"I'm lost." He whimpered again for the umpteenth time. So many twists and turns, he should have brought some breadcrumbs to mark his trail. Although at this point, he could have gone for some bread. He hadn't had time to eat, not that his step-mother permitted him any snacks. He received only the bare minimums, not enough to fully sate himself, but enough to get by. He wasn't terribly thin; he had to give her credit for not starving him. Better than have any suspicion arouse to his true conditions. That and the house stood remote enough. In his desperate mind, the woods appeared to be a sanctuary. No one would be foolish enough to step into the woods, no one else but him. In his defense, desperation drove him. Presently he cursed his desperation, along with his lack of forethought into the matter of food. His stomach gave out a loud grumble. So concentrated on his run, he didn't bother for food. He had seen a number of fruits back when he started. Sort of a lull into dangers way apparently, but he didn't bother. Also thirst burned at his throat. That wouldn't be a problem, as he quickly discovered. His ears picked up the sound of rushing water.

A stream!

Licking his lips, he pushed away his fear and crunched through the leaves and twigs in front of him. In the moonlight, he saw his reflection ahead in the flowing water. Indeed a stream lay present. Without so much as a thought, he dove in and gulped down the water. He took in a large amount of air as he pulled his head out. That felt good, so very good. Boy let it drip down his chin, not caring that some of it got under his jacket. The water was like a rippling mirror. The forest shone back up at him. It was almost perfect save for a blockage. An obstruction blocked a portion of the view, entrapped by some river rocks. In the dark, Boy could see a box, a black square box. For a moment, he stopped to gaze at it. Something inside, told him to reach out and grab it. A childish reach tugged at his mind. He didn't know why but he quickly pulled it away form the rocks, with some effort. He had to nudge it away from the rocks until it finally gave. Boy almost fell in, almost, or it could have been his imagination.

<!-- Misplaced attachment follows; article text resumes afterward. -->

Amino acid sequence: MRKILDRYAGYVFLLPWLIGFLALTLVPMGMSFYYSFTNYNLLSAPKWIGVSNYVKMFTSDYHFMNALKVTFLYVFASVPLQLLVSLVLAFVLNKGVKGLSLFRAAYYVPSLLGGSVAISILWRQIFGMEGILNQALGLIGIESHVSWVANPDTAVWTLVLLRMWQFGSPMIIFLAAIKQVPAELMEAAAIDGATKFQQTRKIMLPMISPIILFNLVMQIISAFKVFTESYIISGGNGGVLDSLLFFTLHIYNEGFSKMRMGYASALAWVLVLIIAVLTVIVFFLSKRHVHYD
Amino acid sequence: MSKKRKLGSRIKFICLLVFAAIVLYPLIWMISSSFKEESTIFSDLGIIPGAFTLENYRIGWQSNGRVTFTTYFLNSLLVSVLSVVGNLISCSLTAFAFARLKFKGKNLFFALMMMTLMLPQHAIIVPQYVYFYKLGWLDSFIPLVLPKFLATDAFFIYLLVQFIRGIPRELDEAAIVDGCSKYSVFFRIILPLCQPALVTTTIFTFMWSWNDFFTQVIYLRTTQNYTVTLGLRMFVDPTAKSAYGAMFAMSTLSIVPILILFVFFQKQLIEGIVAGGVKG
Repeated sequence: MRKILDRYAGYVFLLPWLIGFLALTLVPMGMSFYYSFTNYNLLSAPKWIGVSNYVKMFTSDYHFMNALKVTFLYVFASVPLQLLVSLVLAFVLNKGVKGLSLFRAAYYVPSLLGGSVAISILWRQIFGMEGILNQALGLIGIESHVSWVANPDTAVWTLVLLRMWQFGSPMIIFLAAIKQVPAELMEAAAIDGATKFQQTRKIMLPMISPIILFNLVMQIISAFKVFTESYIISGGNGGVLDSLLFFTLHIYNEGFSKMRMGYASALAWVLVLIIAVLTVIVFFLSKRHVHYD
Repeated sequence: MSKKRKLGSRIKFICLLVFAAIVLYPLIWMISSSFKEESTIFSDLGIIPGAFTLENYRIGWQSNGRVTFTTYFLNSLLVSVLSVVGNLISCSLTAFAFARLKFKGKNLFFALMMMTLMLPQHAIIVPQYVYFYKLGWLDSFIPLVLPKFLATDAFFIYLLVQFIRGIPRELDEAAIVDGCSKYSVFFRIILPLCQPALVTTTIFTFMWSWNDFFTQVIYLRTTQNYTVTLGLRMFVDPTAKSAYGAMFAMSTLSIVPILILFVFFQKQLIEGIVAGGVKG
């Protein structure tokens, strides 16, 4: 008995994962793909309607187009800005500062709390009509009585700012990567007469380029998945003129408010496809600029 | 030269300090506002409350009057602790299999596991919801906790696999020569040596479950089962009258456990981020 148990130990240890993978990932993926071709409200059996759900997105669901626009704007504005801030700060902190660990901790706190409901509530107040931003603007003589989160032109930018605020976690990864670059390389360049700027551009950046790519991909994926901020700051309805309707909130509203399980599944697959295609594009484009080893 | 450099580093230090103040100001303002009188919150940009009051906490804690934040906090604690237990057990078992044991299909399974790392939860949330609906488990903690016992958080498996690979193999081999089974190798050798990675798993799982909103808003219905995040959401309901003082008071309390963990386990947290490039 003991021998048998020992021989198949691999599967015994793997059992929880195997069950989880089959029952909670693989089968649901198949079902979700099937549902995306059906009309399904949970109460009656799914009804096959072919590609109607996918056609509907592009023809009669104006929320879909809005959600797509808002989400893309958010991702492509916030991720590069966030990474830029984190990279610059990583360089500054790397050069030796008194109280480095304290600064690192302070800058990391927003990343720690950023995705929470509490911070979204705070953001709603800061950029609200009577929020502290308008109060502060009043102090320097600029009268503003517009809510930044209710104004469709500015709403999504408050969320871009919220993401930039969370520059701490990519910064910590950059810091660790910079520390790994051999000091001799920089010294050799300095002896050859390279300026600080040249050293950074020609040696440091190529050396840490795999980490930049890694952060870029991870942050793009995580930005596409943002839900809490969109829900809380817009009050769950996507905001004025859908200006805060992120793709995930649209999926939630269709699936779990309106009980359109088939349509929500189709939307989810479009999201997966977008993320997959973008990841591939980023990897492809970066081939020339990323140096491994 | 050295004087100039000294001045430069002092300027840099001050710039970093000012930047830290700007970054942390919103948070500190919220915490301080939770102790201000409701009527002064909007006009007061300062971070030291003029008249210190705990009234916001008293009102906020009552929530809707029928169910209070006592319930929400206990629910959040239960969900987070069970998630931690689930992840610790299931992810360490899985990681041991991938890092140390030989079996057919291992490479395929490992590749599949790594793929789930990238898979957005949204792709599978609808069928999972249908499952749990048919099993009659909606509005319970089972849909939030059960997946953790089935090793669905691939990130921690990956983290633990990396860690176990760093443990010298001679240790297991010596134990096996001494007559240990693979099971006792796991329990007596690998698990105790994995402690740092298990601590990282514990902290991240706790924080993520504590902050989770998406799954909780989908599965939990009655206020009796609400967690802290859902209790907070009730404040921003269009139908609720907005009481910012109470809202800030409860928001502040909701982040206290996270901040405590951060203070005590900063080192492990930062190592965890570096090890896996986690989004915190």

Actually the sole reason he opened the box sounded off within his stomach. Hope welled that this box held food. If mentioned again, he had forgotten food. Indeed food lay within, but none he had ever encountered.

"Fruit?" He asked to no one.

Fruit indeed, in the dark it's color, a bright pink could be seen. Pink appropriately, for the fruit looked like a heart. Not the shape associated with love, but a human heart. The shape astounded Boy, but he was too hungry to care. For a hesitant moment, he held it up and took a test bite. Immediately, the sweetest taste in the world danced amongst his tastebuds. He had been warned about eating strange things. A warning he had obeyed, but hunger overruled that, and he ate away leaving nothing left but a juice stain. Boy found his hunger scampering away leaving nothing, the same as his hand. Boy quickly noticed there wasn't a seed present. Odd as it looked like the kind of fruit that would have seeds. But he didn't think about it too long. He had solved his hunger and thirst problem, not his lost problem though. Before he could think about that, he lowered his hand in to wash himself with. He didn't want any stickiness on his skin.


The sound came and then it went. Boy turned around in fright, his eyes wide as he looked around. He saw nothing, but knew there something stalked him. What could it be? His mind didn't want the answer, all he wanted was to flee. His feet started to move, and his legs sprang upwards, and so did it, it being a large gray shape lunging from the bushes, and right in front of Boy's path.

Boy froze as he saw what manner of creature stood before him, a wolf, a large grey wolf with piercing golden eyes. The wolf observed the shivering boy as if looking him over. Maybe this was why nobody made it out of the woods, a wolf devoured them. Whatever the case, Boy knew he was doomed. The wolf opened its maw, revealing a row of sharp teeth. Boy trembled as he waited for the kill.